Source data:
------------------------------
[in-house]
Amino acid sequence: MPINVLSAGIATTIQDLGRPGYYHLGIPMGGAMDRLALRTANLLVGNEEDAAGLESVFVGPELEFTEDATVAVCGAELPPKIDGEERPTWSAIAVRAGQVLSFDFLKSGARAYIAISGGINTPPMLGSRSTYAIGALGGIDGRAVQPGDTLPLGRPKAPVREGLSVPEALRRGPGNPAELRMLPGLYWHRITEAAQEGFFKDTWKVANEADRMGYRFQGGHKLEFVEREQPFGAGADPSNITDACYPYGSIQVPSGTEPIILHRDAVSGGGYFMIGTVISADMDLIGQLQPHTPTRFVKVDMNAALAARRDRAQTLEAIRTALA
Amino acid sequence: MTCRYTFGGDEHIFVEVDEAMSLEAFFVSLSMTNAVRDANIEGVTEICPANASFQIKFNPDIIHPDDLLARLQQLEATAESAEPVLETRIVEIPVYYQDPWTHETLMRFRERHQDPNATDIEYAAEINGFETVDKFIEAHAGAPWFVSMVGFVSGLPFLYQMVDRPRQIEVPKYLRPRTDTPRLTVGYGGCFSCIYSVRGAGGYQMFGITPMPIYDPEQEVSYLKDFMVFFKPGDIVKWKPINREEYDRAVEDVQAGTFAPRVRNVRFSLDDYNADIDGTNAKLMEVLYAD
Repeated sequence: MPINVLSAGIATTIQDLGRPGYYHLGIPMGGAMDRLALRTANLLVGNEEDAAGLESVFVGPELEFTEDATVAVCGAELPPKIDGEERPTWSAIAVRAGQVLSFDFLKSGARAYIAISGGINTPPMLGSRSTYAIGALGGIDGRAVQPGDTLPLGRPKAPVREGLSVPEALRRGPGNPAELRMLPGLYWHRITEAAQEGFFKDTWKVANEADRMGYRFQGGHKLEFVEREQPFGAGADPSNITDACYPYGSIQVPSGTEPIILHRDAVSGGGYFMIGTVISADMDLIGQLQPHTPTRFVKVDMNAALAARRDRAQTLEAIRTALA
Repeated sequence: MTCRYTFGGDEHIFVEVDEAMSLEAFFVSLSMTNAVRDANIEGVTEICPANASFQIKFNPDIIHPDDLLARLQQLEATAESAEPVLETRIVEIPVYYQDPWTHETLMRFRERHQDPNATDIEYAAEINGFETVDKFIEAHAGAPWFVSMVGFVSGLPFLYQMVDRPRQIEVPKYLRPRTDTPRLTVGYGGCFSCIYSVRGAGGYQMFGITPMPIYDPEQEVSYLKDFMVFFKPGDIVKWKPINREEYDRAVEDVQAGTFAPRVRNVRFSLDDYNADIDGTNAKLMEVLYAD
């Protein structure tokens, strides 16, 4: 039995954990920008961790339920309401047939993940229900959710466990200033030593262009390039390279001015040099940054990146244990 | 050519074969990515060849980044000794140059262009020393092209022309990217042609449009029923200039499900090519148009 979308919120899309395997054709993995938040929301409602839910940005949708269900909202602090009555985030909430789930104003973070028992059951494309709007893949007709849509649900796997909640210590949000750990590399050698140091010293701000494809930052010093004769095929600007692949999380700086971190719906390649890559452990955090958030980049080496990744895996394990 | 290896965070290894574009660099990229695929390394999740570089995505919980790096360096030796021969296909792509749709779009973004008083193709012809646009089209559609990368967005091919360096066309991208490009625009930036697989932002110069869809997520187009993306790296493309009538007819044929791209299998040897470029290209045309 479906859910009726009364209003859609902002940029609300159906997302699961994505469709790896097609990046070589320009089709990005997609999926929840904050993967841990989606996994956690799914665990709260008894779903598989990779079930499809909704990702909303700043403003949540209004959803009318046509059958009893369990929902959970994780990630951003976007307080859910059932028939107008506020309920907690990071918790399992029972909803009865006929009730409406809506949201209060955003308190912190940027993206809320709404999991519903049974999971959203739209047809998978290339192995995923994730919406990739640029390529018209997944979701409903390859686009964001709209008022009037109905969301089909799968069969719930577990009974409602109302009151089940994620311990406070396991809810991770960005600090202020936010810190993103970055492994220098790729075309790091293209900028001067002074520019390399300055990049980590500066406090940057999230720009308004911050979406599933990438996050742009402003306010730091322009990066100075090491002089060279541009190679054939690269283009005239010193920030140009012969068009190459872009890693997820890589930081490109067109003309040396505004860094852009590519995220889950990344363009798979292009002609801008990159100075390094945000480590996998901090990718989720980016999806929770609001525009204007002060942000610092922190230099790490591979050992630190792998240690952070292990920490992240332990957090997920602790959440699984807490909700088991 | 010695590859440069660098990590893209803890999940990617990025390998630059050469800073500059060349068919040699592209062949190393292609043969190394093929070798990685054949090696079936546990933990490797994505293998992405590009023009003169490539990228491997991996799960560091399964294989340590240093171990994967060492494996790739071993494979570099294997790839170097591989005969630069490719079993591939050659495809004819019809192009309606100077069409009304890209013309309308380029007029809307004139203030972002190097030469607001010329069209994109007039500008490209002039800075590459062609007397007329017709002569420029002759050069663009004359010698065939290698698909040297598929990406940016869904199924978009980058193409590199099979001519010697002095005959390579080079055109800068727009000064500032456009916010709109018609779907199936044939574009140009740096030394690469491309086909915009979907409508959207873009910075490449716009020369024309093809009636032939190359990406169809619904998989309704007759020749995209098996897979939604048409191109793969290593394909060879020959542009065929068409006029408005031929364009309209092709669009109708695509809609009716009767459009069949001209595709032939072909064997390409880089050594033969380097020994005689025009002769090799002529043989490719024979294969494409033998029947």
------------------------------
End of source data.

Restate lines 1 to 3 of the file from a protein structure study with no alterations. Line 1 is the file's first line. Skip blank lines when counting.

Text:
[in-house]
Amino acid sequence: MPINVLSAGIATTIQDLGRPGYYHLGIPMGGAMDRLALRTANLLVGNEEDAAGLESVFVGPELEFTEDATVAVCGAELPPKIDGEERPTWSAIAVRAGQVLSFDFLKSGARAYIAISGGINTPPMLGSRSTYAIGALGGIDGRAVQPGDTLPLGRPKAPVREGLSVPEALRRGPGNPAELRMLPGLYWHRITEAAQEGFFKDTWKVANEADRMGYRFQGGHKLEFVEREQPFGAGADPSNITDACYPYGSIQVPSGTEPIILHRDAVSGGGYFMIGTVISADMDLIGQLQPHTPTRFVKVDMNAALAARRDRAQTLEAIRTALA
Amino acid sequence: MTCRYTFGGDEHIFVEVDEAMSLEAFFVSLSMTNAVRDANIEGVTEICPANASFQIKFNPDIIHPDDLLARLQQLEATAESAEPVLETRIVEIPVYYQDPWTHETLMRFRERHQDPNATDIEYAAEINGFETVDKFIEAHAGAPWFVSMVGFVSGLPFLYQMVDRPRQIEVPKYLRPRTDTPRLTVGYGGCFSCIYSVRGAGGYQMFGITPMPIYDPEQEVSYLKDFMVFFKPGDIVKWKPINREEYDRAVEDVQAGTFAPRVRNVRFSLDDYNADIDGTNAKLMEVLYAD